The intent of government should be to provide as much public notice as possible about government meetings — not to save money. By turning its legal ads and public notices into a financial issue six years ago, Rutherford County government put itself in a precarious situation. County Mayor Ernest Burgess acknowledged this week that the county decided to start advertising its public notices and legal ads in the Murfreesboro Post because it was substantially cheaper and other governmental entities were already doing it. The state attorney general had also issued a decision that the Post qualified as a newspaper of general circulation.
The Knoxville Chamber’s board of directors unanimously voted to endorse the Knox County Schools’ budget proposal that would boost education spending by $35 million a year. The Chamber’s endorsement should add some momentum to the proposal, which is aimed at upgrading facilities, improving teacher pay, investing in technology and improving student performance. “The community with the best schools wins” Chamber Chairman Mitch Steenrod said in a statement after Thursday’s vote. Chamber officials, Superintendent Jim McIntyre and school board members are lobbying Knox County commissioners to sign off on the $432.7 million plan.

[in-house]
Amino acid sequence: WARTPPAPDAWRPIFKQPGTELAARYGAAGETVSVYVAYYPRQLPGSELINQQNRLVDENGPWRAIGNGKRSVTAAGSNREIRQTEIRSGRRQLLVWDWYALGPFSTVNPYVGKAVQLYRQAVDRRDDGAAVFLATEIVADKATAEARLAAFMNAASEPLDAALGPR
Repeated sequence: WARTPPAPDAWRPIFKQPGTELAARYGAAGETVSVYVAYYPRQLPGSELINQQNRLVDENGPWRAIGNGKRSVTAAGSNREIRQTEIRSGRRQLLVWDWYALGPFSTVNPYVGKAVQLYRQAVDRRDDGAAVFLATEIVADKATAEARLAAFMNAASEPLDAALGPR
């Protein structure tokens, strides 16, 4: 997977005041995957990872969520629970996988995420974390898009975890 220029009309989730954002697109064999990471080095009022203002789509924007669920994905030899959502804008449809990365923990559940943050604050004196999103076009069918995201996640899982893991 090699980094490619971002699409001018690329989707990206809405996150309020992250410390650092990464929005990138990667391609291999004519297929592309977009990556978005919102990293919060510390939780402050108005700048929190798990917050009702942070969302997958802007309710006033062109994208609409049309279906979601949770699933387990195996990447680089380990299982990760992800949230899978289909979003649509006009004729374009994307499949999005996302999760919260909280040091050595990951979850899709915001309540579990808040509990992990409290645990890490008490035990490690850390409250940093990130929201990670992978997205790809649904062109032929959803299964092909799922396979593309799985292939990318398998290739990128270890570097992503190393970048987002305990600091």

Tennessee Valley Authority ratepayers, say hello to your new nuclear reactor. Watts Bar Unit 2 in Spring City, Tenn., is, at least technically, yours, since you will be paying for this 1,100-megawatt unit which, as of Thursday, had a price tag of $4.5 billion. That is, if there are no further cost overruns and delays, and if you are willing to wait another 3½ years for the reactor to be finished. You, the ratepayer, have every reason to be skeptical. Work began on Unit 2 in the 1970s, before many of TVA’s 9 million customers across seven states were even born.
We’ve made promises we can’t keep. From the city of Knoxville’s pension plan to Knox County’s Uniformed Officers Pension Plan to Social Security, we are awash in an ocean of obligations that will eventually overwhelm us. Taxpayers will drown as the red tide rises. The trustees of Social Security and Medicare this week released their annual report. The Social Security trust fund will run out of money by 2033. Medicare will drain its reserves by 2024. Federal disability insurance, a part of Social Security, will be bust by the next presidential election in 2016.